Tuesday’s ruling by the Louisiana Supreme Court that taking money from the state’s Minimum Foundation Program (MFP) is unconstitutional has thrown a monkey wrench into the plans by the Jindal administration to suck state funding from local school districts to pay for vouchers for private and virtual schools.
The ruling, by a convincing 6-1 majority, also may send more than 40 course providers in the proposed Course Choice program scurrying to find new ways to attract students (read dollars) now that the carrot of free admission may have been removed.
Anyone who still believes that the Louisiana Department of Education’s (DOE) Course Choice program is about educating Louisiana’s school children, and not about the money might wish to take a look at three advertisements currently running on Craigslist.
Actually, only one ad is necessary because the three are identical except for the locations of employment—Central Louisiana, Baton Rouge and Lafayette.
Despite a state district court ruling that found the funding method for Course Choice unconstitutional, Gov. Bobby Jindal and Superintendent of Education John White plunged ahead by allowing more than 40 course choice providers to begin marketing campaigns to attract students.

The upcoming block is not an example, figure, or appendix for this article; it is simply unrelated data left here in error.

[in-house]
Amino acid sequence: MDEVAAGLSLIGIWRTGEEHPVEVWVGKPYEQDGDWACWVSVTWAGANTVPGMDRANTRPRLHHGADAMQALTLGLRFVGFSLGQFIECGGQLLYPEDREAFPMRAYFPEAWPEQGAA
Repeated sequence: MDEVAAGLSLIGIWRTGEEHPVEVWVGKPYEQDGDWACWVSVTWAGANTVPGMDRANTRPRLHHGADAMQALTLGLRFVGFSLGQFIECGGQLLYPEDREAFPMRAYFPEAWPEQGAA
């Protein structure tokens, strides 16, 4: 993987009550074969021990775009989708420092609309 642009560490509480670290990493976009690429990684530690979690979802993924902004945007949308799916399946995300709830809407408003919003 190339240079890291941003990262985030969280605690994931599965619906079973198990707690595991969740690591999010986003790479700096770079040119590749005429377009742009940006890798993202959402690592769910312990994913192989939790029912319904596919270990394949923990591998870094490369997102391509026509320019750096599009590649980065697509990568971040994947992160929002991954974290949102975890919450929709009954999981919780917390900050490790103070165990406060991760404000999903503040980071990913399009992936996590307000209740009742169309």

Forty-two course providers were approved to offer some 1500 online, blended and face-to-face courses through the Course Choice program. Providers included K-12, Inc., Florida Virtual School, Sylvan, five public school districts and every public college and university in Louisiana.
That shouldn’t be too difficult considering there is no cost to the student and students get a free iPad, provided White and Jindal can devise some plan to get past that pesky court ruling last Nov. 30 that said Minimum Foundation Program funds could not be taken from local school districts to finance state-approved vouchers.
An online blurb by Evergreen Education Group of Durango, Colo., a private consulting firm, says that as of March 2013, eligible Louisiana students “now have the opportunity to select their own online and face-to-face courses from a wide range of private providers through the Course Choice program.”
“Act 2 (of the 2012 Legislature) presents a shift in direction for virtual schooling in Louisiana, whose Department of Education has offered supplemental online courses through its Louisiana Virtual School (LVS),” the Evergreen posting says.